I do remember a lot of people getting very excited about the 50-state quarter program (egads, the name of this program is trademarked!) when it first started. I thought it was a fine idea, but I can't say I really got excited about it. It was nice that quarters got less dirty.
One thing I did get somewhat excited about was the fact that my customers at the coffee shop where I was working at the time suddenly decided it was within the bounds of acceptable behavior for them to dig through my tip bowl looking for whatever state they were on the hunt for at the time, while they were waiting for me to make their drink. I did not agree with their assessment of the appropriateness of this, and often let them know.
I did not realize that the government actually made money off this program. Well, obviously they MADE MONEY, but they also profited, to the tune of $4 billion dollars.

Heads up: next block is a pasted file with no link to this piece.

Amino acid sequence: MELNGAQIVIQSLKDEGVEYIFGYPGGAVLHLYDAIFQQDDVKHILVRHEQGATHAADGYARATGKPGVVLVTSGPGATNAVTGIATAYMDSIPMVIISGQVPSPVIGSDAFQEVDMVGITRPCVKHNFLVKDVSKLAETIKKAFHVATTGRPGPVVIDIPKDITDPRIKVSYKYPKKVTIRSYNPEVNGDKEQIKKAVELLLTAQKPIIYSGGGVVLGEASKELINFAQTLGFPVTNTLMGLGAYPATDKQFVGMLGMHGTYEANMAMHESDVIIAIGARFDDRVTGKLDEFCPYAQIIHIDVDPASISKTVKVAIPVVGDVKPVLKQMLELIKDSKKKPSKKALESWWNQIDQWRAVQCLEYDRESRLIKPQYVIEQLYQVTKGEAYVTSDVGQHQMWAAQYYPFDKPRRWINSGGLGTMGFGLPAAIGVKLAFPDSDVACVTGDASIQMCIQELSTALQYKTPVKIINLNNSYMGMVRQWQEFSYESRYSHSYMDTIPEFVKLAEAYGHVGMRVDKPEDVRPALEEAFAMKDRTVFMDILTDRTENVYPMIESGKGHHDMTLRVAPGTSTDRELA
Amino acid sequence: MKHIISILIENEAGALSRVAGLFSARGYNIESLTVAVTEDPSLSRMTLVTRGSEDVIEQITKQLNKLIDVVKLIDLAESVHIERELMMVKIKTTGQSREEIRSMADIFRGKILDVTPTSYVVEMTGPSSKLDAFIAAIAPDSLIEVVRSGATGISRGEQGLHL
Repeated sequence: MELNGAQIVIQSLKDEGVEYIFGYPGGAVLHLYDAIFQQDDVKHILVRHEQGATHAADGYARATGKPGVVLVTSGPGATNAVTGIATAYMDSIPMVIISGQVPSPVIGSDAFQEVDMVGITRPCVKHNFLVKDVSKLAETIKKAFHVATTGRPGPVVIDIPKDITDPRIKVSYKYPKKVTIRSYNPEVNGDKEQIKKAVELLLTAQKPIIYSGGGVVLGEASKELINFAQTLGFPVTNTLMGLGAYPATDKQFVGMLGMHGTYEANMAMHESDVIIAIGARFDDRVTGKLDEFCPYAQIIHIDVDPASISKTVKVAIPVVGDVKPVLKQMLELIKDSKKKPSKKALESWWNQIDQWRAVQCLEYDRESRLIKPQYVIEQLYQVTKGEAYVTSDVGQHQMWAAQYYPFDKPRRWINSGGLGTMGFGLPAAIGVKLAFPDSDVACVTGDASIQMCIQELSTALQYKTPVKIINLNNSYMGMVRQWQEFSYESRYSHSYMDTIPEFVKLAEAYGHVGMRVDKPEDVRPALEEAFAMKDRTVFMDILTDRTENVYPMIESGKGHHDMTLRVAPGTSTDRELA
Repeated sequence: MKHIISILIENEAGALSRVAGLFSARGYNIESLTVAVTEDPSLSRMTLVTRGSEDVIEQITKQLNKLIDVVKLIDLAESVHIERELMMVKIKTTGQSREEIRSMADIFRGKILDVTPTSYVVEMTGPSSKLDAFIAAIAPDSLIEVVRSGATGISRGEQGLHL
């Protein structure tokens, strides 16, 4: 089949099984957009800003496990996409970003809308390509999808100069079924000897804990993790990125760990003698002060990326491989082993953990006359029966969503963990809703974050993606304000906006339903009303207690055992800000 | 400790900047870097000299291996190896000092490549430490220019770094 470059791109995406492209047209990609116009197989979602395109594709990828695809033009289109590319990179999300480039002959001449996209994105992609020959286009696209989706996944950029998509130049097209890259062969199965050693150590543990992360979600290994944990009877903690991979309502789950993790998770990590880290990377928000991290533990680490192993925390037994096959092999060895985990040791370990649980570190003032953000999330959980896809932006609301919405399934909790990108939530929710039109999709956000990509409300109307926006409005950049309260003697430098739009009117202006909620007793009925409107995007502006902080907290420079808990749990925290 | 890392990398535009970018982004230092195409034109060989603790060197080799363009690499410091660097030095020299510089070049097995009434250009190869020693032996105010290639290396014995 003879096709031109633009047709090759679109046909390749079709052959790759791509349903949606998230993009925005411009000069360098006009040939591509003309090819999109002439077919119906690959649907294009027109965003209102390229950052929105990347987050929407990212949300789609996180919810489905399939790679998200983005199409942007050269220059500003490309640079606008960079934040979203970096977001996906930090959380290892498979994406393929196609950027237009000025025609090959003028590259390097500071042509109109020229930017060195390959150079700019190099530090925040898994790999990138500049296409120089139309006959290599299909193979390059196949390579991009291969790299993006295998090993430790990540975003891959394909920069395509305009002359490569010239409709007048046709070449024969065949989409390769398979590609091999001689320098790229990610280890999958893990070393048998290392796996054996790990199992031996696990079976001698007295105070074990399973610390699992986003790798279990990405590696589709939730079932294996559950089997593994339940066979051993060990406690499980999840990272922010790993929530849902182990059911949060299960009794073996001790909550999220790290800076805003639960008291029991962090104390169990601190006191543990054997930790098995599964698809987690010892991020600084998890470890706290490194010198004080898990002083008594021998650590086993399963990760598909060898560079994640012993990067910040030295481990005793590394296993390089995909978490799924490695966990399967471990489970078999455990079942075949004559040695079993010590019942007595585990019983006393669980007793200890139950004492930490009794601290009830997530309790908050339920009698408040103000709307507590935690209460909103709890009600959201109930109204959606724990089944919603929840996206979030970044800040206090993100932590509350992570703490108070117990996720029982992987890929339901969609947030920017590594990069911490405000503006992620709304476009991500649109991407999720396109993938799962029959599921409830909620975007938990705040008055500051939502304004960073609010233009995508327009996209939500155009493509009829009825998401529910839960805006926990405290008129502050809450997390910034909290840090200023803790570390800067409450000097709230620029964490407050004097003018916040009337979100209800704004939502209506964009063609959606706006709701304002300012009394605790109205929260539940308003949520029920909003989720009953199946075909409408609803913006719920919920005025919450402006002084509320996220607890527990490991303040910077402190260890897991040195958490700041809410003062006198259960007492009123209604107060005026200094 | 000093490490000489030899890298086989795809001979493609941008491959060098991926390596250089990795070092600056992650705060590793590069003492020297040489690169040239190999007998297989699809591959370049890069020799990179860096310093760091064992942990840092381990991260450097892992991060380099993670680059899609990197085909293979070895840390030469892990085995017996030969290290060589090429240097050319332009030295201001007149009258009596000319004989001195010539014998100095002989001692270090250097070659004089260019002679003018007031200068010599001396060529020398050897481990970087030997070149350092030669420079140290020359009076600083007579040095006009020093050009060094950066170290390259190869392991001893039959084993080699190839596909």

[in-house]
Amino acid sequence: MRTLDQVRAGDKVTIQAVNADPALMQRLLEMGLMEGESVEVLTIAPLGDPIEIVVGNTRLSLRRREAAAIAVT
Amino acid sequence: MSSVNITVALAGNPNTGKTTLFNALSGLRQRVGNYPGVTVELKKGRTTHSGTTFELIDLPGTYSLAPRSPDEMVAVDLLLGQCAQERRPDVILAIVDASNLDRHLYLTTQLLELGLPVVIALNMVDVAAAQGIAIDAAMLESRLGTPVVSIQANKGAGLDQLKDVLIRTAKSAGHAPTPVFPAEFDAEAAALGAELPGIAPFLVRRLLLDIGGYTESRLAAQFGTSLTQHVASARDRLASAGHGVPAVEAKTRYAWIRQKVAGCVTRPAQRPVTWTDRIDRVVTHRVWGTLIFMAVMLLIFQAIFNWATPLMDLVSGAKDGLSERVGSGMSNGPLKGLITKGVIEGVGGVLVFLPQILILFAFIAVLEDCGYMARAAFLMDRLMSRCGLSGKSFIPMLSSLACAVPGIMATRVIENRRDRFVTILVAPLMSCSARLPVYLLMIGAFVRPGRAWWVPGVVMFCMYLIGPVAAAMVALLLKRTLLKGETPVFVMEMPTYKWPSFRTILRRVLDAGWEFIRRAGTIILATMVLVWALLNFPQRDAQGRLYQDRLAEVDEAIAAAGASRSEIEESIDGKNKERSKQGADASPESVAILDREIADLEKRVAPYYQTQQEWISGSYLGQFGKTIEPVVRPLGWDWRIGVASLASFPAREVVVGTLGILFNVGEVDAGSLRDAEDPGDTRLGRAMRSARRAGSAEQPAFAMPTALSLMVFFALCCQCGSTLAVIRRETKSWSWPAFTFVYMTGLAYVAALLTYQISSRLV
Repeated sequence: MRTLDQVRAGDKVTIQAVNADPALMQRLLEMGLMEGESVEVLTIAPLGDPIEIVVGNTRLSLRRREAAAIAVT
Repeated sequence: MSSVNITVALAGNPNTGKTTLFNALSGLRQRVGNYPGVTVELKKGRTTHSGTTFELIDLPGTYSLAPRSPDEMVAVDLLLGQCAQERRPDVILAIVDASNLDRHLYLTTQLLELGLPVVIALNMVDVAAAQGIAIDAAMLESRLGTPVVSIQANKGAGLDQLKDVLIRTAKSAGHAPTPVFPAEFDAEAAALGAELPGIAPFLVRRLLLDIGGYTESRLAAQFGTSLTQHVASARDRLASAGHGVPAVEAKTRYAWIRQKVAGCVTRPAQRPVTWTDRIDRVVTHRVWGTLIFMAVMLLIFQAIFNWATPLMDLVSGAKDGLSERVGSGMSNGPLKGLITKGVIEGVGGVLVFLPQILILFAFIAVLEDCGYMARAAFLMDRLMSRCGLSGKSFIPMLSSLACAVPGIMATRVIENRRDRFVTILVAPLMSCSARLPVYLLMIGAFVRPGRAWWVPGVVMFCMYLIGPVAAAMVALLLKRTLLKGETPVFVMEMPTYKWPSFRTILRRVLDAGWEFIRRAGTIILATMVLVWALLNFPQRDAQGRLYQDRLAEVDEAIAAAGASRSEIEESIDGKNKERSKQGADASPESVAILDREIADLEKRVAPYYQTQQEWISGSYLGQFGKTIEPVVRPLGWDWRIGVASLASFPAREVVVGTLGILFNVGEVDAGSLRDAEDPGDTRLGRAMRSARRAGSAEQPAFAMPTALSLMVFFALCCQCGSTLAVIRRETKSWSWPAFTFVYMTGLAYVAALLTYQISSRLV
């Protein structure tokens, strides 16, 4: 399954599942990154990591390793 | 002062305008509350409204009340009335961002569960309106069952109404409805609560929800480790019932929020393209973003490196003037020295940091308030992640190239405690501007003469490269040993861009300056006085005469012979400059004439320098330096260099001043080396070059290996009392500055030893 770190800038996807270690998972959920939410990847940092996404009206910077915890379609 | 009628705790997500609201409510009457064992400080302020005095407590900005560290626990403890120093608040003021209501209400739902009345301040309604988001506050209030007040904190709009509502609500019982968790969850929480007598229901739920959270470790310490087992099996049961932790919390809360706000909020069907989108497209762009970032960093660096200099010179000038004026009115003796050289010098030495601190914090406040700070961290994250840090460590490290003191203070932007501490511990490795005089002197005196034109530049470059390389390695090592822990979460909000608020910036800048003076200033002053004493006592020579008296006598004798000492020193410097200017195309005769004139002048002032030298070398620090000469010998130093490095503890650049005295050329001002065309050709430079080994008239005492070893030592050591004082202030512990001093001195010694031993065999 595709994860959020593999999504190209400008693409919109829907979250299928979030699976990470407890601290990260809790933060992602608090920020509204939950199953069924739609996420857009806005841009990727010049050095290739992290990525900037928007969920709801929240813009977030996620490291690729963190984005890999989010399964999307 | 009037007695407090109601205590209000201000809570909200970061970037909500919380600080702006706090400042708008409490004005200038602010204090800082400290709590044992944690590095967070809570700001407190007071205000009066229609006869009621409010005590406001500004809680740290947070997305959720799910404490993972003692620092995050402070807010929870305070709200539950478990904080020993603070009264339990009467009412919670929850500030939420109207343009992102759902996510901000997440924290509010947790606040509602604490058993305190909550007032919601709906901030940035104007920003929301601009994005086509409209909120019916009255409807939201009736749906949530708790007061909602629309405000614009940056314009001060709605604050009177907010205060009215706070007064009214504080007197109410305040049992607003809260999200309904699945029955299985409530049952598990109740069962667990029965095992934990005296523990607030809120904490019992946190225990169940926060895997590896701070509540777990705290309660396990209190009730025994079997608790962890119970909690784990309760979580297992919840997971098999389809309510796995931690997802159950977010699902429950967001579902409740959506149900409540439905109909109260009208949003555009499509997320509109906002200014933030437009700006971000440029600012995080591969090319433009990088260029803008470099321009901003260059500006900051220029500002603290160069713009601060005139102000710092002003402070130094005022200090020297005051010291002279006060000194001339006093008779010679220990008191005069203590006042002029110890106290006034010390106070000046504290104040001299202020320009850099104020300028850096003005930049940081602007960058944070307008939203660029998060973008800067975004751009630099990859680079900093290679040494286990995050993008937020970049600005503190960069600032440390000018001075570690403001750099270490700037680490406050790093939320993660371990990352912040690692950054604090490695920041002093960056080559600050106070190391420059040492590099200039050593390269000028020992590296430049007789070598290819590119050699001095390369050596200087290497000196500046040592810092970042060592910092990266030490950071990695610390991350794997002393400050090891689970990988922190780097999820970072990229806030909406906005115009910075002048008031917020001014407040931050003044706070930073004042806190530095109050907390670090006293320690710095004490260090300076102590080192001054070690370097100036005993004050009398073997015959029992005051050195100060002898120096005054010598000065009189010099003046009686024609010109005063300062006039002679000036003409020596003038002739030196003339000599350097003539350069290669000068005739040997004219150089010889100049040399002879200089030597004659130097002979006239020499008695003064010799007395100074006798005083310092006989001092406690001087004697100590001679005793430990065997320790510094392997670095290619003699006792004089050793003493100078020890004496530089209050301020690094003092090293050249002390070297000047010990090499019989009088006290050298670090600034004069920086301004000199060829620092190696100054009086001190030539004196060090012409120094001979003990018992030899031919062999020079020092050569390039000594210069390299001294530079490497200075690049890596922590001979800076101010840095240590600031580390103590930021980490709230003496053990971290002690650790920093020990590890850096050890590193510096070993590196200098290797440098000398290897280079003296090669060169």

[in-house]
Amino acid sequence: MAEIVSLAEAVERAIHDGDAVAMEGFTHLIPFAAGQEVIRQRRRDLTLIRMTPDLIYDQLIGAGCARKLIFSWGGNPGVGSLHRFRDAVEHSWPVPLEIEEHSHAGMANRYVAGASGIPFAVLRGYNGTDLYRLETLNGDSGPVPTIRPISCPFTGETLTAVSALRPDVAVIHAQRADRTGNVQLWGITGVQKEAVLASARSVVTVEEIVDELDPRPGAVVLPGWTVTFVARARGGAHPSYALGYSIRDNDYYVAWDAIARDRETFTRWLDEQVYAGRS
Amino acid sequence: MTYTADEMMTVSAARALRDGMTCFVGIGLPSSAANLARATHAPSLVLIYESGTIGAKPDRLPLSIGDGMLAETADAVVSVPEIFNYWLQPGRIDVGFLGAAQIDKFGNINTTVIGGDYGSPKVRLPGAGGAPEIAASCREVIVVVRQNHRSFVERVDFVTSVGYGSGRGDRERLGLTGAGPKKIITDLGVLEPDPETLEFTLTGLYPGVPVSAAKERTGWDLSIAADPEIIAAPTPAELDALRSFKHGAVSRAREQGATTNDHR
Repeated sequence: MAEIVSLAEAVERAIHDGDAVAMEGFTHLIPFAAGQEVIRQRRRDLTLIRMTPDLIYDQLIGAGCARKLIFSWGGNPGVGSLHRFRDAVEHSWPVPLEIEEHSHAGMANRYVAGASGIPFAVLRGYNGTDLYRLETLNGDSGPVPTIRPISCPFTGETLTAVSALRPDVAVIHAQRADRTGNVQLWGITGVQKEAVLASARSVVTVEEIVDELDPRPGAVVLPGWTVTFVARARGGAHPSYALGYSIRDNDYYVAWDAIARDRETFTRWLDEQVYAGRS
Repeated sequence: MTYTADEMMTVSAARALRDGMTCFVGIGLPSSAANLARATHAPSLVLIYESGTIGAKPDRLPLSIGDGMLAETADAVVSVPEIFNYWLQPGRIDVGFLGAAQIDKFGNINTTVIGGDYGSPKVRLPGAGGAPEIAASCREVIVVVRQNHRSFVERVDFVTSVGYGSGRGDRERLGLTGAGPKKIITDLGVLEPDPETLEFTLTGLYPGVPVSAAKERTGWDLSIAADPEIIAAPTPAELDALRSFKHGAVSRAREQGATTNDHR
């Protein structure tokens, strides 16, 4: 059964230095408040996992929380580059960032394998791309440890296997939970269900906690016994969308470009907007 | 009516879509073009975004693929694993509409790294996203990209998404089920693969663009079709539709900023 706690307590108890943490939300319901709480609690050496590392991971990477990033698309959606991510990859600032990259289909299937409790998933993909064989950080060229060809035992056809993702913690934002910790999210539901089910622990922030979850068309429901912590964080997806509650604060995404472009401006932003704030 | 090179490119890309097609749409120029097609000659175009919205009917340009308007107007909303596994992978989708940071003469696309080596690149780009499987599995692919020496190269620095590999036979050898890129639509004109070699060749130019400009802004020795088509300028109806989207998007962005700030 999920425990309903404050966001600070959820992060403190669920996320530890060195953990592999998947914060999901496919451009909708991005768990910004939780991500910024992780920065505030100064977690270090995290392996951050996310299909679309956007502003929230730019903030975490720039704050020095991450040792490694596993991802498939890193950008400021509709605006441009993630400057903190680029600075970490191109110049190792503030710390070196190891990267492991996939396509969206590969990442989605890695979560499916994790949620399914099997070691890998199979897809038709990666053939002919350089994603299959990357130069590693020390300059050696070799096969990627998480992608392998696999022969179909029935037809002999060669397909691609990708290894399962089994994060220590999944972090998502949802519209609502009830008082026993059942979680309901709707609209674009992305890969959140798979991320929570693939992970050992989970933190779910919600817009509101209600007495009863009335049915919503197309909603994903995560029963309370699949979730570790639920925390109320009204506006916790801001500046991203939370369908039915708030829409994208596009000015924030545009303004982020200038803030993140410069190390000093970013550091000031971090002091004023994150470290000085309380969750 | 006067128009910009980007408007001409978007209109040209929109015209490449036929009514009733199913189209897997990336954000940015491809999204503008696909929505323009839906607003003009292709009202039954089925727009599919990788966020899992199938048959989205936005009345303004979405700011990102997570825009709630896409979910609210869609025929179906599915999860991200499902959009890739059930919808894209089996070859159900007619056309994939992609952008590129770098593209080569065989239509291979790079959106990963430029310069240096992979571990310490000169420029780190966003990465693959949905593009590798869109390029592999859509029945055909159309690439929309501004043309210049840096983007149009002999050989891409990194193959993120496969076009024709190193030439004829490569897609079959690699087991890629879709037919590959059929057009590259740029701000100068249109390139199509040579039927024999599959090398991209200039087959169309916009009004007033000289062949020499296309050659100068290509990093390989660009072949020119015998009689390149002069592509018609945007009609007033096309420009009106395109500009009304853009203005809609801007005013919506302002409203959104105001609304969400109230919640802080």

So, I'm still trying to figure out how they are making money on this. "In fact, the U.S. Government is making money on the 50 State Quarters Program. The cost to manufacture a quarter is about 5 cents, providing a profit of approximately 20 cents per coin." Is this really all from collectors? This report about US Mint e-commerce seems to indicate so. It also taught me a new word, which is Numismatic. I'm ignorant about the way our currency system works.
I bring up the quarters because Congress is considering the possibility of minting a bunch of dollar coins. They expect to make money on this too. The Boston Globe chose a pretty poor headline for this story, "New coins will depict dead former presidents". Really? Dead presidents on coins? You don't say.
Dollar coins are a terrible idea. They are heavy. Unless they are made significantly larger, like the size of a wheel on a Flintstones vehicle, they will confuse people. I saw this happen plenty of times at the cafe. People are just not used to them. People gave me dollars when they meant to give me quarters, and my cashiers sometimes gave them out when they meant to give out quarters for change. It's a paper money society here in the US, and people just aren't used to worrying about whether this big coin is a dollar or not, unless they spend an unhealthy amount of time at USPS stamp vending machines.